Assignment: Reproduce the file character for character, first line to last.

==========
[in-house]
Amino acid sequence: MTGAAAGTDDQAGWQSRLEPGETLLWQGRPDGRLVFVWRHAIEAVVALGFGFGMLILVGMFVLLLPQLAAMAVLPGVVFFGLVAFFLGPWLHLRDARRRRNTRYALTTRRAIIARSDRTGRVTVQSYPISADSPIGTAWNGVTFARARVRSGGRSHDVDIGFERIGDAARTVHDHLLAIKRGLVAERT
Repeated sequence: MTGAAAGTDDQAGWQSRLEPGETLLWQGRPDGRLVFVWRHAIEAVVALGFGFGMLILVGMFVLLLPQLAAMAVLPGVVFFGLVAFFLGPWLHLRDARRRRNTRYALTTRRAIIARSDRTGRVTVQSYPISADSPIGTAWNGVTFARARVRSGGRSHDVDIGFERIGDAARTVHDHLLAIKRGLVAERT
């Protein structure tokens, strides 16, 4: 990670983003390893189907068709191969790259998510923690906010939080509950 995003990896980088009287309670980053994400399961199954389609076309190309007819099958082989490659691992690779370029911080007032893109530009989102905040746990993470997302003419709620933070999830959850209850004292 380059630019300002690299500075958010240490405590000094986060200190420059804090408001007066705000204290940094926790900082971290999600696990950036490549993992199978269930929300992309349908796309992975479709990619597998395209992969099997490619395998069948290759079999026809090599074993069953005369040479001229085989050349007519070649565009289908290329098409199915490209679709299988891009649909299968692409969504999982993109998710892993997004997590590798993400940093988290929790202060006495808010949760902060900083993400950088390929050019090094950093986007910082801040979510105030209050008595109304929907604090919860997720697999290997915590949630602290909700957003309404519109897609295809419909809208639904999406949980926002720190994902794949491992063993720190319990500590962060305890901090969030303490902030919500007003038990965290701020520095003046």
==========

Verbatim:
[in-house]
Amino acid sequence: MTGAAAGTDDQAGWQSRLEPGETLLWQGRPDGRLVFVWRHAIEAVVALGFGFGMLILVGMFVLLLPQLAAMAVLPGVVFFGLVAFFLGPWLHLRDARRRRNTRYALTTRRAIIARSDRTGRVTVQSYPISADSPIGTAWNGVTFARARVRSGGRSHDVDIGFERIGDAARTVHDHLLAIKRGLVAERT
Repeated sequence: MTGAAAGTDDQAGWQSRLEPGETLLWQGRPDGRLVFVWRHAIEAVVALGFGFGMLILVGMFVLLLPQLAAMAVLPGVVFFGLVAFFLGPWLHLRDARRRRNTRYALTTRRAIIARSDRTGRVTVQSYPISADSPIGTAWNGVTFARARVRSGGRSHDVDIGFERIGDAARTVHDHLLAIKRGLVAERT
């Protein structure tokens, strides 16, 4: 990670983003390893189907068709191969790259998510923690906010939080509950 995003990896980088009287309670980053994400399961199954389609076309190309007819099958082989490659691992690779370029911080007032893109530009989102905040746990993470997302003419709620933070999830959850209850004292 380059630019300002690299500075958010240490405590000094986060200190420059804090408001007066705000204290940094926790900082971290999600696990950036490549993992199978269930929300992309349908796309992975479709990619597998395209992969099997490619395998069948290759079999026809090599074993069953005369040479001229085989050349007519070649565009289908290329098409199915490209679709299988891009649909299968692409969504999982993109998710892993997004997590590798993400940093988290929790202060006495808010949760902060900083993400950088390929050019090094950093986007910082801040979510105030209050008595109304929907604090919860997720697999290997915590949630602290909700957003309404519109897609295809419909809208639904999406949980926002720190994902794949491992063993720190319990500590962060305890901090969030303490902030919500007003038990965290701020520095003046």